“Hello, room. Hello, chair. Hello, plant.”
Imagine having lived only in a 10-by-10-foot room, windowless except for a small skylight. Like 5-year-old Jack, you’d have a cozy familiarity with mundane objects, and an ease that each day would unfold like the last. But if you were Jack’s twentysomething mother, kidnapped and held captive in that same room for seven years, the confinement would be crushing, maddening and terrifying.
In Room, director Lenny Abrahamson adapts Emma Donoghue’s popular novel about such an imprisoned young mother and her son. The book told the story from Jack’s perspective, and Abrahamson mostly follows suit here; the child’s innocence and hopefulness gives this dark thriller a welcome buoyancy.
Inside the room, Ma (Brie Larson) has created a complete world for Jack, making the abnormal normal. She has told Jack (Jacob Tremblay) that there is nothing outside the room, that the whole world is all he sees before him. What little they watch on a TV is instructive only in that it shows “made-up story” things like other people and trees.
But as Jack gets older, his growing awareness is threatening the stability of this carefully cultivated artificial world. So Ma plans an escape, understanding that they will likely die trying, or die anyway.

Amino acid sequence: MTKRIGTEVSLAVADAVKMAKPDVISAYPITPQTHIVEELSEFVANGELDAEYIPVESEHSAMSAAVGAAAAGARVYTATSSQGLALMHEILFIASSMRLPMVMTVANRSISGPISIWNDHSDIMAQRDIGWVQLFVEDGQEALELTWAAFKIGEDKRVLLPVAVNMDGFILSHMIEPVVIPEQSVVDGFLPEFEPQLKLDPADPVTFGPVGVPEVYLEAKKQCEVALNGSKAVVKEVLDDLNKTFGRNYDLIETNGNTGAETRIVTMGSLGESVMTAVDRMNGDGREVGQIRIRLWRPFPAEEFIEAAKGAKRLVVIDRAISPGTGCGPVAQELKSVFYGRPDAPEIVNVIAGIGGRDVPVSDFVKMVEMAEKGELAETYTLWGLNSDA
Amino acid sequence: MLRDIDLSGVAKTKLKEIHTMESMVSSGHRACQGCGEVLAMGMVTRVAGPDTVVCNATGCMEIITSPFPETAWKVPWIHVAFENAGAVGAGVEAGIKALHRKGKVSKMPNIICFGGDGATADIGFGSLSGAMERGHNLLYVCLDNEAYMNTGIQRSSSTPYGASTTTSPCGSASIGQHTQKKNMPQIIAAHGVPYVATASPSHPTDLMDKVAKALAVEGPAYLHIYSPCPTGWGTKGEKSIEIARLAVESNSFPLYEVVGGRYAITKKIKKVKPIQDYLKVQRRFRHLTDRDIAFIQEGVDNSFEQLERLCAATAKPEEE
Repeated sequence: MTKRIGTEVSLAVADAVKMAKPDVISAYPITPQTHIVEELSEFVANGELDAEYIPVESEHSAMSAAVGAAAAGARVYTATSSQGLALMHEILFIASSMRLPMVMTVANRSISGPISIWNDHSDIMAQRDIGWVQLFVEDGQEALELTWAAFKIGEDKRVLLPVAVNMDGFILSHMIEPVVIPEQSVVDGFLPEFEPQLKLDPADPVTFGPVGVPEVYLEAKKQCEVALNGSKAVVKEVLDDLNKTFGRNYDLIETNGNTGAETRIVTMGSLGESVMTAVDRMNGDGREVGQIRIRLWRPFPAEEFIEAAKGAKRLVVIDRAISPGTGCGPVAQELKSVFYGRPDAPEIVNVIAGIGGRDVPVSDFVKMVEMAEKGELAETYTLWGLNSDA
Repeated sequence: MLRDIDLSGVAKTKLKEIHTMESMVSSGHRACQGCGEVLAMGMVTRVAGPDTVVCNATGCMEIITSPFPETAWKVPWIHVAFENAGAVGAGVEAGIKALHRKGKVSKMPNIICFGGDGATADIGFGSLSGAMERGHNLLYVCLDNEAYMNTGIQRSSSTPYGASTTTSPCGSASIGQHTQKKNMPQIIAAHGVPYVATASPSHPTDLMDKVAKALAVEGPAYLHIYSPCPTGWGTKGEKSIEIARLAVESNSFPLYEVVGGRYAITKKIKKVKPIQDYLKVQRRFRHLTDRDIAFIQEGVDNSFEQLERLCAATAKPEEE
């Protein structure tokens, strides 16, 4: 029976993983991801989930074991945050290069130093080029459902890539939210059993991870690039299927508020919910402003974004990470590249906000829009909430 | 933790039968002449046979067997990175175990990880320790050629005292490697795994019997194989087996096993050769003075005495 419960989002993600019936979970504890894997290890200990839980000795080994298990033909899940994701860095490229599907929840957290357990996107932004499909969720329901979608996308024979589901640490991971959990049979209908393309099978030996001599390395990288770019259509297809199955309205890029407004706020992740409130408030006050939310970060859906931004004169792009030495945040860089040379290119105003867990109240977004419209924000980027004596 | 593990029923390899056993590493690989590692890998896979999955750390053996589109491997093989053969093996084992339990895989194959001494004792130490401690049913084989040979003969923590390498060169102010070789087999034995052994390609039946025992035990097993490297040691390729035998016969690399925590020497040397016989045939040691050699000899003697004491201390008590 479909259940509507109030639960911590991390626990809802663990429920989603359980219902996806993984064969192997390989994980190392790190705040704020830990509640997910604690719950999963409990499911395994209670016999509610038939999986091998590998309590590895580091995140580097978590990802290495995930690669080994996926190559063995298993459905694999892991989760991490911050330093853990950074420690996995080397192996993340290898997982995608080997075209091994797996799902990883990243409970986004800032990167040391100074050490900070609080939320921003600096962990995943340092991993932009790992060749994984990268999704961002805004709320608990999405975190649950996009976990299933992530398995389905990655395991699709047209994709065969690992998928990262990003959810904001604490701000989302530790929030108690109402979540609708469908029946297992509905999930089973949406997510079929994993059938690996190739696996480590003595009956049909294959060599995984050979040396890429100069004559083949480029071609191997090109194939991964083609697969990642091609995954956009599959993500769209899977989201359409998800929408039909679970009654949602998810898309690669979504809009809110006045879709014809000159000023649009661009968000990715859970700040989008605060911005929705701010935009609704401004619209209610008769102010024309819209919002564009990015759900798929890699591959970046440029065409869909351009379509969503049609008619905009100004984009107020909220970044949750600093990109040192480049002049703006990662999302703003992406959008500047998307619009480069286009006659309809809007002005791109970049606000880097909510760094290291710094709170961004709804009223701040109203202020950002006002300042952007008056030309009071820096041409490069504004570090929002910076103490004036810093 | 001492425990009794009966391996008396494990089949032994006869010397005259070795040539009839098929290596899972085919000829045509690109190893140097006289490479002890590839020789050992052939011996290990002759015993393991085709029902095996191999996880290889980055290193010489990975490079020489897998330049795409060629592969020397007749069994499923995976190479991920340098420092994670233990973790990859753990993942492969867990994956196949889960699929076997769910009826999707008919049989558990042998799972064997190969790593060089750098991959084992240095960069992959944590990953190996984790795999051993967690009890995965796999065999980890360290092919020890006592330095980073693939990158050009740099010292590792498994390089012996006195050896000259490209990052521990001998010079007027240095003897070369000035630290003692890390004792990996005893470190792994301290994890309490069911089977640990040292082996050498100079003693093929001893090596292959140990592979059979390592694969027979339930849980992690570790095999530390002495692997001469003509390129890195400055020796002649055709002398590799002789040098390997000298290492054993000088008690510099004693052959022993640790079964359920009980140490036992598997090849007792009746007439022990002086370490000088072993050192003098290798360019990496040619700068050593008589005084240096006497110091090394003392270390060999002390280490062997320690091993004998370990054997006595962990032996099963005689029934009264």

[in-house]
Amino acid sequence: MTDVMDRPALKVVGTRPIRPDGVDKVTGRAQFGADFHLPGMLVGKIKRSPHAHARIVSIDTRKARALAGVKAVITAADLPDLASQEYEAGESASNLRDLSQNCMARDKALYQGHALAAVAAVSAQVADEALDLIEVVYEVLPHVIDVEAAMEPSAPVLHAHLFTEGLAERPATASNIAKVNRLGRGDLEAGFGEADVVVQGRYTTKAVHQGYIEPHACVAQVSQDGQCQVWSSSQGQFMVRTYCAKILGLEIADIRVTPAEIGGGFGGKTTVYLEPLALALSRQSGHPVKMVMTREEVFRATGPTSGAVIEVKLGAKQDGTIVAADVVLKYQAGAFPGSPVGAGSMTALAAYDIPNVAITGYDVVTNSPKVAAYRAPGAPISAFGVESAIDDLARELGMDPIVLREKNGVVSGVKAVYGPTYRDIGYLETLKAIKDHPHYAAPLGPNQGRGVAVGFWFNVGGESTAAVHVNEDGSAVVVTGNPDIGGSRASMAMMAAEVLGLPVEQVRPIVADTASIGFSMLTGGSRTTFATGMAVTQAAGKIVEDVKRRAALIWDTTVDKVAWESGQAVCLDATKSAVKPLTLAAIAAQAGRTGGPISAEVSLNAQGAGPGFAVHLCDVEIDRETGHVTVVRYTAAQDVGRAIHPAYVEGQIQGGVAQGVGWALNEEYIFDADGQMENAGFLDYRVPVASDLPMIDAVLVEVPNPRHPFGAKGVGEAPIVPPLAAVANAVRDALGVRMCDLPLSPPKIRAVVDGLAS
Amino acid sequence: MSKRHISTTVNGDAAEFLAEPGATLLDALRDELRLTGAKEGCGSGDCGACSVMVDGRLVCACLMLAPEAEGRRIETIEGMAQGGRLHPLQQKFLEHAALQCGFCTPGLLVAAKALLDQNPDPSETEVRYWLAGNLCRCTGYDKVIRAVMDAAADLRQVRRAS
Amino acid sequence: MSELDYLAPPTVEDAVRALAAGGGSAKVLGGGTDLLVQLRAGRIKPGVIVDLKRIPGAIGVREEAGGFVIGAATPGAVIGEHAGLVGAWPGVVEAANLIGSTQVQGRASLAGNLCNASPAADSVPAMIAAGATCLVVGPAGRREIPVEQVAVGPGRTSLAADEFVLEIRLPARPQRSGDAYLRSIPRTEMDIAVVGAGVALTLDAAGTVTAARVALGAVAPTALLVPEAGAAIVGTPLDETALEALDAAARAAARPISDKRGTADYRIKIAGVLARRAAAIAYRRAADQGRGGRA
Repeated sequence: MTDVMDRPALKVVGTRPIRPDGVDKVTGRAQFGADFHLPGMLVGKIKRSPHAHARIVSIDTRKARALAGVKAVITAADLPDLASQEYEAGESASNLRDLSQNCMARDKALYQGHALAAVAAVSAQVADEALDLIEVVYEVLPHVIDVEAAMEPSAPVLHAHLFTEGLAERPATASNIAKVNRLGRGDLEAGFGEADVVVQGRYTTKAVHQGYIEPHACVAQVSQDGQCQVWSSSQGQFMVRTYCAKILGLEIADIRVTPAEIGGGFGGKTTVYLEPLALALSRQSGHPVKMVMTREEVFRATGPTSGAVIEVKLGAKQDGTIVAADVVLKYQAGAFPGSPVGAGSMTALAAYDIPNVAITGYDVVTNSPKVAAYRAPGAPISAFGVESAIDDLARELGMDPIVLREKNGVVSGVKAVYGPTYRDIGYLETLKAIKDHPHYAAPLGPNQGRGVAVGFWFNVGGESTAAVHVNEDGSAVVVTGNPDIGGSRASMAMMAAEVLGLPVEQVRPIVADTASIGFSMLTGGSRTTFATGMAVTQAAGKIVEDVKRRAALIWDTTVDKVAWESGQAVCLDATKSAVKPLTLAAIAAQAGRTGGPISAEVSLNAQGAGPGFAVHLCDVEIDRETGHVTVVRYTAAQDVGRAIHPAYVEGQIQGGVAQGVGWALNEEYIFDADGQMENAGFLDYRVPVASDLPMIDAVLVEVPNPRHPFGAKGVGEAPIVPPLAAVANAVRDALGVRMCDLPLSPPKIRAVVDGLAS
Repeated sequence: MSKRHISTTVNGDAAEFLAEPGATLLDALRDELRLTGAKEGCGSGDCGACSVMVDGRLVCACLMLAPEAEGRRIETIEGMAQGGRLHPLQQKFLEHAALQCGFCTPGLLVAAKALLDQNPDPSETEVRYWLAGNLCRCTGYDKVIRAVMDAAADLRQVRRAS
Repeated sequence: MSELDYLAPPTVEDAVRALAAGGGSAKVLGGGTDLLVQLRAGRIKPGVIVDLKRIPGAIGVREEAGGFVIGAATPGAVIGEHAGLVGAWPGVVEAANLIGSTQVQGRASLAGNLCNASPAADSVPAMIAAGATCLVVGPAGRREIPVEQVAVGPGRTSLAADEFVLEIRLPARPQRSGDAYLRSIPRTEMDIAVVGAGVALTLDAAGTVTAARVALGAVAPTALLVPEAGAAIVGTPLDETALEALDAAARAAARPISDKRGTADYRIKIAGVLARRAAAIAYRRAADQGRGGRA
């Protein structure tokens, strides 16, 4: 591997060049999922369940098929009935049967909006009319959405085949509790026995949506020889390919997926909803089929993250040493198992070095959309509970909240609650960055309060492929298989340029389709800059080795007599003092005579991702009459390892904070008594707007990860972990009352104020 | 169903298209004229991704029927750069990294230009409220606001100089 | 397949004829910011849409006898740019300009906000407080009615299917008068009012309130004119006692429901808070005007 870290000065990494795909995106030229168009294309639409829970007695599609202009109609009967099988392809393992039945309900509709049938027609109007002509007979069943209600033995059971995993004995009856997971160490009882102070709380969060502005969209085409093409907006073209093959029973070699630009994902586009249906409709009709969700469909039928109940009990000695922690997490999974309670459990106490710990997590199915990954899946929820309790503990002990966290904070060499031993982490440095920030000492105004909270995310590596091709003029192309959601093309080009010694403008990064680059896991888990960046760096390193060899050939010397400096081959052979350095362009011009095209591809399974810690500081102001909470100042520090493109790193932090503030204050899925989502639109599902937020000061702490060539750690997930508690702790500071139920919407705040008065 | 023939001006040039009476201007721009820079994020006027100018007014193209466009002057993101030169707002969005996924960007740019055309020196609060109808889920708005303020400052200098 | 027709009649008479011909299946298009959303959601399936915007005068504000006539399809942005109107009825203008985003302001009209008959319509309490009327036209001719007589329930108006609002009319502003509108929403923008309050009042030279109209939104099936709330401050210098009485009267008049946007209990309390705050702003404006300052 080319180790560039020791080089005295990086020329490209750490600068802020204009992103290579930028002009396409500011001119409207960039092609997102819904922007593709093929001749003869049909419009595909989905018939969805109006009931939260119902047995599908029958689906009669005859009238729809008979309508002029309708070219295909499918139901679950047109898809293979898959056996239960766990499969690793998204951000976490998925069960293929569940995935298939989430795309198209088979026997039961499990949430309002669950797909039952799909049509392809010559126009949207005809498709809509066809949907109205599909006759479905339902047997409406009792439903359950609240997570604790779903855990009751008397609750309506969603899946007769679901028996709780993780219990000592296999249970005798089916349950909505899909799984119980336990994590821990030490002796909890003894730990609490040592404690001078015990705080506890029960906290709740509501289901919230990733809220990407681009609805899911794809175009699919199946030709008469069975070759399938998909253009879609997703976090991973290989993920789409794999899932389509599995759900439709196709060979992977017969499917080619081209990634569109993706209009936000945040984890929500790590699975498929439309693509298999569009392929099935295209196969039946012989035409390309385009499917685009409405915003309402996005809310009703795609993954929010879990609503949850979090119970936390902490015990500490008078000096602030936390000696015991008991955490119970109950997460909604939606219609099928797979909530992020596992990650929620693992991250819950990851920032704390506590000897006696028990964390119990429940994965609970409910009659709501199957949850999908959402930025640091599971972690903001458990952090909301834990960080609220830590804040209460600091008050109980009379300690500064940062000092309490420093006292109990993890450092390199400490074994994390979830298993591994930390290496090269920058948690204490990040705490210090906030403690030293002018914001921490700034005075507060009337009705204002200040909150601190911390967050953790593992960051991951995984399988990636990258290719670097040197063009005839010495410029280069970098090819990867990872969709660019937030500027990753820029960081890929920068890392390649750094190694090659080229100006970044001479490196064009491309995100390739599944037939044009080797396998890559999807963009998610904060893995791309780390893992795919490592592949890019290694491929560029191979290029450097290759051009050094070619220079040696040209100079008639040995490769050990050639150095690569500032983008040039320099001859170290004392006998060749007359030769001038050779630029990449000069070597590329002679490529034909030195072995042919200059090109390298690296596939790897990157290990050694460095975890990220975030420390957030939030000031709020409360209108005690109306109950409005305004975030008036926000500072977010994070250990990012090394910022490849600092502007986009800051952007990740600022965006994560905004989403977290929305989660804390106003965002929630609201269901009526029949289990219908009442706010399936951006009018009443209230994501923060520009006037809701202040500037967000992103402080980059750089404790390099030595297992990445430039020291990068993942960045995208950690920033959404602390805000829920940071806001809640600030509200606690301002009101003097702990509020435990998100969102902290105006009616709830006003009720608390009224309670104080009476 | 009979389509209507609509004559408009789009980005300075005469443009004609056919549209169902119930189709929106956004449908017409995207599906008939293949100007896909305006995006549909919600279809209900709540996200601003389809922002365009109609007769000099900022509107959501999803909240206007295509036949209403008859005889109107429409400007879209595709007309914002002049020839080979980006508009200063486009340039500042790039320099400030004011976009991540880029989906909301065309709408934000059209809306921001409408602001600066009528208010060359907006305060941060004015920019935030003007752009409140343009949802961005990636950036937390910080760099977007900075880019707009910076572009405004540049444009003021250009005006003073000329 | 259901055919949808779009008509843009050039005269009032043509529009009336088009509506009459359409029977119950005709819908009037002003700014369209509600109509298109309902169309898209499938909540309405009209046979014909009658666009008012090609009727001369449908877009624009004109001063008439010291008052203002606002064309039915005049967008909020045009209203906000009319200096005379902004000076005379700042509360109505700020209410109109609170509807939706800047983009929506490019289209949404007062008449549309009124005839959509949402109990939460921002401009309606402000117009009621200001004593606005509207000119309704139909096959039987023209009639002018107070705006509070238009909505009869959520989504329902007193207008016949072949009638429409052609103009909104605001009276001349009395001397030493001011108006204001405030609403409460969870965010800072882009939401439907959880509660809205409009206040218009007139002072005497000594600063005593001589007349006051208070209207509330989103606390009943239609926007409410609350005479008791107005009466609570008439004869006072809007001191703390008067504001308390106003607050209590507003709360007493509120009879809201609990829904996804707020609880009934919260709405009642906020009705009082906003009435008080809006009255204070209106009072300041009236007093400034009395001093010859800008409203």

This blend of adult tension and child wonderment is a tricky mix that Abrahamson manages beautifully, particularly in the scene when Jack escapes to find help. Wriggling out of his hiding place in the back of his captor’s pick-up, he’s awestruck by unimaginable expanse of blue sky moving above him. So Jack lays there rather than jump out as instructed. It’s incredibly fraught — jump! now! — but this entry into the world is joyous and worthy of stillness.
The second half of the film focuses on adjusting to life outside the room. For Jack, it is a fearful but increasingly exhilarating journey, as the present subsumes his incredibly limited past. But Ma is paralyzed by the past. In the room, Ma shaped circumstances to protect Jack, including keeping such volatile emotions as rage, fear and despair locked away; outside, the roles shift as it is Jack’s resilience that must support Ma.
Abrahamson made last year’s loopy delight Frank, which was also about somebody trying to bridge the distance between a comforting enclosed space and the messy outside world. (In Frank’s case, the protagonist preferred living inside a giant papier-maché head.) And like Frank, Room offers an off-kilter story that threatens to collapse into lurid melodrama, but for the two great performances from Larson and Tremblay that anchor it. Larson has done good work in smaller films, such as Short Term 12, but this break-out from the room is also a break-out performance.